A Practical Fix for Fannie Mae and Freddie Mac Is Finally Within Reach

A Practical Fix for Fannie Mae and Freddie Mac Is Finally Within Reach
AP Photo/Manuel Balce Ceneta, File
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Amid the gridlock and uncertainty gripping Washington, one big item left over from the Obama era has been quietly resolving itself – the role that mortgage companies Fannie Mae and Freddie Mac will play in our economy. 

Among the decisive steps Congress and the Bush Administration took while the markets and economy convulsed in 2008 was passage of legislation -- the Housing and Economic Recovery Act (HERA), which led to the government sponsored enterprises (GSEs) being placed in a conservatorship under the authority of the HERA-created Federal Housing Finance Agency (FHFA). An infusion of $187.5 billion in taxpayer funds helped stabilize Fannie and Freddie, but the battle over their fates was just beginning. Given their massive footprints in the financial landscape leading up to the 2008 crisis, many conservatives argued for revoking their charters and taking them apart. Even Fannie and Freddie’s defenders acknowledged going back to business as usual would be bad policy and even worse politics.

In the absence of either a plan from the Obama Administration or bipartisan consensus in Congress on comprehensive reform, Fannie and Freddie were directed by HERA to implement a number of reforms. After nine years, it is time for all sides to recognize the new reality: Fannie and Freddie are no longer the sprawling monsters of overleverage they once were, and a practical fix is finally within reach.

Since 2009 Fannie and Freddie have unloaded assets they never should have held in the first place. The federal government has relented in its demands that the GSEs constantly expand the volume of loans they securitize, and private-sector lenders now apply more rigorous criteria before making new home loans. In turn, the mortgages Fannie and Freddie purchase and package into securities are more transparent and less risky. Fannie and Freddie have become profitable and paid back more than the $187.5 billion advanced by the U.S. Treasury. In some ways, FHFA has created a future role for the GSEs by embracing their simple, original mission -- to make sure qualified borrowers are able to obtain home financing by adding substantial liquidity in the mortgage market.  

The biggest obstacle that remains to ending government ownership of the GSEs concerns reserve capital. Even with a narrow and well-defined mission, more regulatory restrictions, and more stringent lending requirements, the GSEs are still huge. They back some $5 trillion in mortgages, a figure equal to about a quarter of the entire U.S. GDP.  As such, they need ample reserve capital to tap in the next financial downturn. After bailing out Wall Street banks in the 2008 crisis, Congress insisted on tougher capital retention standards. Remarkably, the Obama Treasury Department went in the opposite direction with Fannie and Freddie. Since 2012, Fannie and Freddie have been required to send their profits to Treasury, supposedly to ensure that no additional taxpayer dollars would be needed to sustain them. The revenues to Treasury now exceed the $187.5 billion bailout by an astonishing $80 billion. If not for the conservatorship, these earnings would have been retained by the companies and their shareholders.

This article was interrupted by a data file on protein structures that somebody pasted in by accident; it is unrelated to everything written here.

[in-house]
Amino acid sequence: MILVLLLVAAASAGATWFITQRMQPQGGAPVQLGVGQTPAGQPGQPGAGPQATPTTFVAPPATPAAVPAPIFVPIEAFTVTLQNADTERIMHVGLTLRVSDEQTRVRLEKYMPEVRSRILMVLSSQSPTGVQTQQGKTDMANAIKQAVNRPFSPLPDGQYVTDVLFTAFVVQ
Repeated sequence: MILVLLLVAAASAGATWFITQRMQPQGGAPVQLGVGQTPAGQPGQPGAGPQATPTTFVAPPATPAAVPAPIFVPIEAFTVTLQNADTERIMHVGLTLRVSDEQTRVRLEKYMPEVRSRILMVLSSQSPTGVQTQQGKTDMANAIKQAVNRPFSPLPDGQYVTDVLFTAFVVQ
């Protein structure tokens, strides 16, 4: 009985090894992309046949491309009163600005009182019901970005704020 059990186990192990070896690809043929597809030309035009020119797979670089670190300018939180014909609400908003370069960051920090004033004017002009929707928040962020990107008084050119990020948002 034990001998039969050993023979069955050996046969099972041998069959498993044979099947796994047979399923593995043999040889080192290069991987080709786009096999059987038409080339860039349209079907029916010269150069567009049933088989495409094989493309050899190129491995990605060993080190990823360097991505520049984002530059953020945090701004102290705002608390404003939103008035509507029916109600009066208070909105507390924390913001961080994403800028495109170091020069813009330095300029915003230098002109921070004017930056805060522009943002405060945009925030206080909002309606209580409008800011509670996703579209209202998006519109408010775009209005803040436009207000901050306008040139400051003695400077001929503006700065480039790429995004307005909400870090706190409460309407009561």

The idea that raiding the GSEs for capital is good for taxpayers was dubious in 2012. It is simply bizarre in 2017. Early in 2018, Fannie and Freddie will have no capital buffers at all. FHFA Director Mel Watt has warned about the risk this presents to taxpayers and wants to address it. However, if Watt were to withhold the next dividend payment to Treasury, there is concern it could kick off a nasty bureaucratic fight and unsettle capital markets.

These predictions notwithstanding, HERA, which set up the conservatorship, requires FHFA to restore the GSEs’ solvency. Capital retention is essential to GSE reform.  It’s important to note that FHFA’s fulfilling its obligation in this way does not preclude later action from Congress, should it choose to update or replace HERA. However, instead of waiting for unlikely bipartisan consensus to emerge on the Hill, Watt would be doing taxpayers a great service by directing Fannie and Freddie to retain their next quarterly earnings and start building up capital as a hedge against possible market downturns and losses.

Once Watt acts, the Trump Administration could further advance meaningful GSE reform by adopting a blueprint patterned after the one assembled by the banking and financial consulting firm Moelis & Co. The plan would use the GSEs’ profits to build up capital so taxpayers would never again be forced to carry Fannie and Freddie. In the short term, the GSEs would be liberated from uncertainty and could go about their important mission of providing liquidity in the home lending market. In time, Congress and the Administration could develop new ways to spur more competition in securitizing mortgages and other changes they see fit to reduce government’s role and bring more private capital into the home finance system.

By boldly fulfilling the mandate of HERA, the Trump Administration has an opportunity to lock in useful reforms and undo ill-advised policies that have been unfolding at Fannie and Freddie for most of the last decade. This would be a major victory for taxpayers and prospective home buyers and set the stage for better home finance policy for years to come.   

James C. Miller III was director of the U.S. Office and Management and Budget from 1985-88, chairman of the U.S. Federal Trade Commission from 1981-85, and has been an advisor to a number of financial institutions.

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